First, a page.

Welding is a unique joining solution due to its high temperature: unlike brazing or soldering, welding joins materials through fusion, applying enough heat to melt the base metal workpieces involved. The use of a filler material creates a molten weld pool for additional strength, creating very powerful bonds.
What Is MIG Welding?
MIG, or “metal, inert gas” welding, is also known as Gas Metal Arc Welding, or GMAW. It’s distinct in that it utilizes an adjustable wire feed along with a shielding gas made of argon and CO2 to protect the weld from contamination in the surrounding atmosphere. The only control a welder has to handle is the welding gun.
Developed in the 1940’s, MIG welding machines constantly fill the working weld joint with wire, making the process semi-automated. MIG welders manipulate the wire feed with a trigger mechanism while primarily applying focused manual skill to creating the weld.
In order to create MIG welds, a setup requires a source of electricity and an electrode to fill the weld joint. This creates a power arc, producing focused heat to melt the workpiece materials and create a weld. In addition, MIG welding must have shielding gas in a constant feed to protect the process, making it best for indoor applications or environments sheltered from high winds.
MIG Welding Wire and Gases
The proper MIG wire for a job must be a material match for the metal workpieces as well as providing the appropriate electrode quality to create the welding arc. Most MIG welding wire is solid, with a range of thickness between .023 and .045, though thicker wire performs better for heavy industrial projects.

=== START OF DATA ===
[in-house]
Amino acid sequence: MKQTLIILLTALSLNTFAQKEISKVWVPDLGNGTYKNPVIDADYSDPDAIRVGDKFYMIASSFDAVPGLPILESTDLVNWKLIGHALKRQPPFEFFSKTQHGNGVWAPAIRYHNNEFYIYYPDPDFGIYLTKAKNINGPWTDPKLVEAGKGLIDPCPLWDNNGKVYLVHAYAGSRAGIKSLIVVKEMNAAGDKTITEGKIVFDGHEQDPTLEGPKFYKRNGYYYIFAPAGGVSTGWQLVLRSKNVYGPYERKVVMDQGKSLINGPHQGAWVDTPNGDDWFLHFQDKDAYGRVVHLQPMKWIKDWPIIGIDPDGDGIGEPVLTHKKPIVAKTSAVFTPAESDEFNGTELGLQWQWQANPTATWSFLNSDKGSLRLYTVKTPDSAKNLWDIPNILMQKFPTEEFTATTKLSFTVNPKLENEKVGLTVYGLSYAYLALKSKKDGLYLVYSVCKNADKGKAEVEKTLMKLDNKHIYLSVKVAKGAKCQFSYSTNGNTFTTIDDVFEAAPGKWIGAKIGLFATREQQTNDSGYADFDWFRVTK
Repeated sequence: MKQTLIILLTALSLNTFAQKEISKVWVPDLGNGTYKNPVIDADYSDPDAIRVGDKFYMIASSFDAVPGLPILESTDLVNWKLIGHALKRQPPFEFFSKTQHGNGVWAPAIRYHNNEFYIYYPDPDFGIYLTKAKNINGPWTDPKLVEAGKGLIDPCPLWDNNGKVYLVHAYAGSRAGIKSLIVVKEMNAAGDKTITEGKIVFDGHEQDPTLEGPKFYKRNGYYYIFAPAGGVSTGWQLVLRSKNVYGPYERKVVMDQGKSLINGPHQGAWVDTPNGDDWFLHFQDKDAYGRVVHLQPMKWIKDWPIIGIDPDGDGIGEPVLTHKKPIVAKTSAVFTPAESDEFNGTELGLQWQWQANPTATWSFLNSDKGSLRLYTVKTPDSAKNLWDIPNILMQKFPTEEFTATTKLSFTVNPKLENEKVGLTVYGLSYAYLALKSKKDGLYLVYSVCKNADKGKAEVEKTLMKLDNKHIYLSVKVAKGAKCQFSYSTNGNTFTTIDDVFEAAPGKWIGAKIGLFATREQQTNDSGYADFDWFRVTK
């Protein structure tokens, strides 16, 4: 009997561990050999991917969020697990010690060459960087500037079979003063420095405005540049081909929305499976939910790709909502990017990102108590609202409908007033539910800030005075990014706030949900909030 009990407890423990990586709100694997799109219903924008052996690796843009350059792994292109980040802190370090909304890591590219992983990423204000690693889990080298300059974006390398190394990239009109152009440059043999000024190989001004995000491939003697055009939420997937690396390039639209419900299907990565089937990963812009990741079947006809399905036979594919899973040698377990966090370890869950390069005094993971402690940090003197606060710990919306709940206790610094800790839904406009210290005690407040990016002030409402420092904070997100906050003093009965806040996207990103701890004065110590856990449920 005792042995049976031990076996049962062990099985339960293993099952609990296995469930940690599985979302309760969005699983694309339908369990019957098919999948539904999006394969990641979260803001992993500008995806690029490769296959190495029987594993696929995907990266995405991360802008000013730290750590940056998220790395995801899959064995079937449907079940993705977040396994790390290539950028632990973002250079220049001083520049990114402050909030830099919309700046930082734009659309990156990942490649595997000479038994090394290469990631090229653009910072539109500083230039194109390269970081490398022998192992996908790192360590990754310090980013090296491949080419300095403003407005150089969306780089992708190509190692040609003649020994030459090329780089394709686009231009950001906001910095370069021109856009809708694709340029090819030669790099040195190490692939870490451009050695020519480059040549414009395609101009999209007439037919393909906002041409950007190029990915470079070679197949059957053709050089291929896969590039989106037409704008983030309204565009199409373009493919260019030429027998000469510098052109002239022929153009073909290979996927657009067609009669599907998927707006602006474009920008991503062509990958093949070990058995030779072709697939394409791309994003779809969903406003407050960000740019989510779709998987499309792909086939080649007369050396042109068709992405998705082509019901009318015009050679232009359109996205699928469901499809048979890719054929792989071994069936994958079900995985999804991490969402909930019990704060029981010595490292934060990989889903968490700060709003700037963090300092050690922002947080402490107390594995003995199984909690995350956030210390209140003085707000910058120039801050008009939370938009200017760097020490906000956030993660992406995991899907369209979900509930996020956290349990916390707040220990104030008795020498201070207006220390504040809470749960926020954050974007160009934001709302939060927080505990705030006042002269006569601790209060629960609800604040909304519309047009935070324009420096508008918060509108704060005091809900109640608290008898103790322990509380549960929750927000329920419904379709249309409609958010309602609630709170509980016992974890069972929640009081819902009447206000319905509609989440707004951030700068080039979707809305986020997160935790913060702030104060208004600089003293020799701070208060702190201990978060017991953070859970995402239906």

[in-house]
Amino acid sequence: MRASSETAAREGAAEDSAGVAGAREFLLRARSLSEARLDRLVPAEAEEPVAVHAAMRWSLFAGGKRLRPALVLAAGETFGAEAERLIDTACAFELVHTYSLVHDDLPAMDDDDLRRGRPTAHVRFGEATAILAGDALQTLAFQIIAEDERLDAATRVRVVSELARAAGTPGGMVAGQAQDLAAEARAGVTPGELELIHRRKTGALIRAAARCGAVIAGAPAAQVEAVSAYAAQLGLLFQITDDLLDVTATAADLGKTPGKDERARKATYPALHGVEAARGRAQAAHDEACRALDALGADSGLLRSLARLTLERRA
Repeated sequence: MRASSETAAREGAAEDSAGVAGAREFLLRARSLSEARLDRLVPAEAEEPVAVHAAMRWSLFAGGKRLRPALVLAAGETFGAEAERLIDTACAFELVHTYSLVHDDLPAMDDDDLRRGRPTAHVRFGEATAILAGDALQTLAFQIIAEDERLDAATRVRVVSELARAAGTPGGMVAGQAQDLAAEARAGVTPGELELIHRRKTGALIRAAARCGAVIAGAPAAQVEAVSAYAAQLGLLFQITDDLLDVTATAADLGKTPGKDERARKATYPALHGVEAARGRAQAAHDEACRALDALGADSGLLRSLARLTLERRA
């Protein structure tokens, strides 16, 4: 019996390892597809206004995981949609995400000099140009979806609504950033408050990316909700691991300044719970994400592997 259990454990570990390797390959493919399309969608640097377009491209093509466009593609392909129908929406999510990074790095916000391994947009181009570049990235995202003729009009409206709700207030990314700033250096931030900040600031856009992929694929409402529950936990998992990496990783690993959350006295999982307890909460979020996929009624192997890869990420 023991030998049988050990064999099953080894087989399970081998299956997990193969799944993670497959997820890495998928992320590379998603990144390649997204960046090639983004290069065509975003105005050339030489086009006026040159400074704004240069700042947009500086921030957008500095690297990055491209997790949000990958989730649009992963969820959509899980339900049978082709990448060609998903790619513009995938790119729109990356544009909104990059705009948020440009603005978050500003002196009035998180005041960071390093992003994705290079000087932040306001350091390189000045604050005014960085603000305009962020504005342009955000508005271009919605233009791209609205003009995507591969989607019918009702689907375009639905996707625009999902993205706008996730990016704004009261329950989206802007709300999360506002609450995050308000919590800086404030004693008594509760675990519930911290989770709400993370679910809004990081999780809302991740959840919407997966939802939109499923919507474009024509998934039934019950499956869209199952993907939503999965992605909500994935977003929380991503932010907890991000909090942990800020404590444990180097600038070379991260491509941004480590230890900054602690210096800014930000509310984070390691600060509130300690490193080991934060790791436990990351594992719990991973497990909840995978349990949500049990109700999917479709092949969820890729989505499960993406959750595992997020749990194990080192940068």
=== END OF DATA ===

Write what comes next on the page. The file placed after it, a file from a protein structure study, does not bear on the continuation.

The electrode does not have its own shielding, nor does the filler wire, which is why MIG welding requires shielding gas. The MIG gun feeds the gas directly onto the weld area of the joint for an airless work zone.
The gas for a particular weld must be chosen for its compatibility with both the electrode and the base metal being used in the project; without a match, the weld won’t work. The depth of the weld, the welding arc characteristics, and the weld’s mechanical properties all rely on the right choice of gas.
Typically, MIG welding gas will involve some inert or semi-inert mixture of argon, carbon dioxide, and helium. Oxygen, hydrogen, and nitrogen can also be used to blend with argon, depending upon the application.
Materials and Applications
MIG welding stainless steel became very popular very quickly due to its speed and efficiency. Though the process was originally developed for welding aluminum, it has evolved to be the most common type of industrial welding in practice.
The MIG process can handle almost any weldable metal, with the most common being carbon and stainless steel. MIG welding aluminum is also extremely popular. No matter the material, MIG setups offer speed, versatility, and the ability to integrate machine or robotic assistance, making it useful for many applications and industries, including:
- Electronic enclosures
- Custom projects
Contact the team today to see how PMI can meet the MIG welding and fabrication needs for your next project.